Aum Shinrikyo’s Failed Strategic Subculture
Alex Burns (email@example.com)
Key Words: Aum Shinrikyo; strategic culture; terrorist groups
In 1977, RAND’s Jack Snyder proposed strategic subcultures as a unit of analysis to understand distinct beliefs, analytical traditions, institutions, and socialisation norms in a strategic community. Recently, the so-called fourth generation of strategic culture scholarship has – via Alan Bloomfield, David Haglund, Jeffrey Lantis, and others – applied Snyder’s unit of analysis to examine new foreign policy actors. This presentation applies Snyder’s strategic subcultures to advance a new understanding of the militant Japanese religious sect Aum Shinrikyo, and its 1995 sarin gas attack on Tokyo’s subway system. I use narrative analysis and qualitative thematic coding to re-examine two theory-building explanations about Aum Shinrikyo’s decision-making: Robert Jay Lifton’s psychohistory (Destroying the World to Save It) and Haruki Murakami’s oral history interviews (Underground). I also develop a new strategic subculture explanation of Aum Shinrikyo’s failure that builds on Frederick M. Smith’s research into South Asian deity and spirit possession experiences (The Self Possessed).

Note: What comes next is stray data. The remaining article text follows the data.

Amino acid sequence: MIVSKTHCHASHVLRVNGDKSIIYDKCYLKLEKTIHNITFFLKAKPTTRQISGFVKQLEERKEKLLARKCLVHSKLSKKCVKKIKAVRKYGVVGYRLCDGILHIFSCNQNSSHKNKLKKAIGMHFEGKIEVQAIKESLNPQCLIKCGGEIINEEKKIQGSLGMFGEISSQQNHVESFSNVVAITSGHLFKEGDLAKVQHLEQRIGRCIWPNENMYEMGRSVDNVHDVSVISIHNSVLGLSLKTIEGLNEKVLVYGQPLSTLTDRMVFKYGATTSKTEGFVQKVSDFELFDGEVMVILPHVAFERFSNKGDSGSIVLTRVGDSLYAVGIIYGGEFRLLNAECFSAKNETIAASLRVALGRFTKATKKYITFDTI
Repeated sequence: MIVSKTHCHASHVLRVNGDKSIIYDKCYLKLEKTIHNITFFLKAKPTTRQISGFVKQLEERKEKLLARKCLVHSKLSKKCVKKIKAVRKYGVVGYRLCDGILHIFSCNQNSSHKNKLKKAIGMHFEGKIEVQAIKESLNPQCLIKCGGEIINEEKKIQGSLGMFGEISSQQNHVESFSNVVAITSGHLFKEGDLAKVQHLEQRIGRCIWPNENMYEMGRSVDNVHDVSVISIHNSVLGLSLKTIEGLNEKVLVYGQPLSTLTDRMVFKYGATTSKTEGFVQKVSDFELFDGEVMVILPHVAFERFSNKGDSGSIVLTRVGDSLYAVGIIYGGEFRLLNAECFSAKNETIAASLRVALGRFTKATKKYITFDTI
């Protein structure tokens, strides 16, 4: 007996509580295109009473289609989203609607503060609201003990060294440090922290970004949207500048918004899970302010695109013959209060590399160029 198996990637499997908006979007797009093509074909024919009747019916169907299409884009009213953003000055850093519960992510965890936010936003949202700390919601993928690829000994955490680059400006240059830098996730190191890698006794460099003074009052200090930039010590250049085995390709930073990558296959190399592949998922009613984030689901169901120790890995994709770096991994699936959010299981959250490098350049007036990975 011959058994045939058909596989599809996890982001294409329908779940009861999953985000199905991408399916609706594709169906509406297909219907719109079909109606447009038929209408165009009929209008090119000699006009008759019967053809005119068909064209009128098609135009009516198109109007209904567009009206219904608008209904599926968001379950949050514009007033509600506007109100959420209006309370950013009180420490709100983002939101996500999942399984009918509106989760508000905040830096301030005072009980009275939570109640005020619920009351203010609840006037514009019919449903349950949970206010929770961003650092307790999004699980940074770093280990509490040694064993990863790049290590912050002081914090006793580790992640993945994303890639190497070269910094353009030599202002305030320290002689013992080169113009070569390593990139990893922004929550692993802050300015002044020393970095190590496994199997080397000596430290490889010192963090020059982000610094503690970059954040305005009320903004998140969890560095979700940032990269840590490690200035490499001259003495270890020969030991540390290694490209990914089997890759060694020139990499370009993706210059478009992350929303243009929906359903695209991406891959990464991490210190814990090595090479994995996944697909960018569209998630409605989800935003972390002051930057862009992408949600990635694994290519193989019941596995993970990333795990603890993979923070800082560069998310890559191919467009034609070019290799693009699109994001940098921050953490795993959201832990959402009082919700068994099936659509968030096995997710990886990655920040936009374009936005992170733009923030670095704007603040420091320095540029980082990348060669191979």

Paper Type: Full Paper
Working Title: Terrorist Groups as Strategic Subcultures
Supervisor: Luke Howie
I’m using narrative therapy as a methodological tool in a PhD chapter about Japan’s Aum Shinrikyo.
Bob Bertolino and Bill O’Hanlon’s Invitation To Possibility Land: An Intensive Teaching Seminar With Bill O’Hanlon (New York: Routledge, 2013) provided anecdotes about how O’Hanlon encountered Michael White and David Epston’s early work with narrative therapy. O’Hanlon mentions four stories that arise in the therapeutic interview: impossibility; blaming; invalidation; and determinism, non-accountability, and non-choice.